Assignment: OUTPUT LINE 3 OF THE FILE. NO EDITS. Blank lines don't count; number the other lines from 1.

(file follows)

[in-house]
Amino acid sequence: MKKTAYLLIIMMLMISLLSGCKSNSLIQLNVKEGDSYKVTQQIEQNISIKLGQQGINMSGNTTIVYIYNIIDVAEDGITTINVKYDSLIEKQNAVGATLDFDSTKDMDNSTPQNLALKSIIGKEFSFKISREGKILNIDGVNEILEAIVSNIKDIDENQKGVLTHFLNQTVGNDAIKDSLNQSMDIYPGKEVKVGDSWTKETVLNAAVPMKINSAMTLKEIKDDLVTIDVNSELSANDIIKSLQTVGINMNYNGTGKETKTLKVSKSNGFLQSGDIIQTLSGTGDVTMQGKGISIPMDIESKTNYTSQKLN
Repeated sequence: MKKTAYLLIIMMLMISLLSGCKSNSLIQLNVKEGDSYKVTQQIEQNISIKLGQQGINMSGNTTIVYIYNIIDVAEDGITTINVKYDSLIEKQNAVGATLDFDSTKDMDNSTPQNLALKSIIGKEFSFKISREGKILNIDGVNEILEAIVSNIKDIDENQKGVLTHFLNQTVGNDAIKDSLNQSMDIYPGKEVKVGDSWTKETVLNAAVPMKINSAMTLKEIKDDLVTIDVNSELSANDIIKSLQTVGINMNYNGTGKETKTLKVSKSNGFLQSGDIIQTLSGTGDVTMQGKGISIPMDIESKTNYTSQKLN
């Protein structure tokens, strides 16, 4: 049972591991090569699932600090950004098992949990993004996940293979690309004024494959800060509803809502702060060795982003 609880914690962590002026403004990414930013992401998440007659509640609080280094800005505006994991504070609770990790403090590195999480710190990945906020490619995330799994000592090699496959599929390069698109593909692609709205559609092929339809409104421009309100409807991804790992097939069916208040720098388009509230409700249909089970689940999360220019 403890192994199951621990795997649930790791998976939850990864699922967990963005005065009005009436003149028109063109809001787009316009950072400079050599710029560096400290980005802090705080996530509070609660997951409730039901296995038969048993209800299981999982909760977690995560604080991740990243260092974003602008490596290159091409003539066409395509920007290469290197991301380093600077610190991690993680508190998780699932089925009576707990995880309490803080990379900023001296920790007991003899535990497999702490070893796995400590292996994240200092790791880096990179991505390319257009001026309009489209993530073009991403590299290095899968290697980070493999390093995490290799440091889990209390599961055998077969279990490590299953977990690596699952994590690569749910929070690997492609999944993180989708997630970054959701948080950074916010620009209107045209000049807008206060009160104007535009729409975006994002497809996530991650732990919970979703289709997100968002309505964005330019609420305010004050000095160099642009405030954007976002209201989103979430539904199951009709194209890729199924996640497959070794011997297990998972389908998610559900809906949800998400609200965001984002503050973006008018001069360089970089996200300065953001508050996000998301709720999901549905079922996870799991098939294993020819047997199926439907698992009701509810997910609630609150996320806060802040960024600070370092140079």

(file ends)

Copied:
Repeated sequence: MKKTAYLLIIMMLMISLLSGCKSNSLIQLNVKEGDSYKVTQQIEQNISIKLGQQGINMSGNTTIVYIYNIIDVAEDGITTINVKYDSLIEKQNAVGATLDFDSTKDMDNSTPQNLALKSIIGKEFSFKISREGKILNIDGVNEILEAIVSNIKDIDENQKGVLTHFLNQTVGNDAIKDSLNQSMDIYPGKEVKVGDSWTKETVLNAAVPMKINSAMTLKEIKDDLVTIDVNSELSANDIIKSLQTVGINMNYNGTGKETKTLKVSKSNGFLQSGDIIQTLSGTGDVTMQGKGISIPMDIESKTNYTSQKLN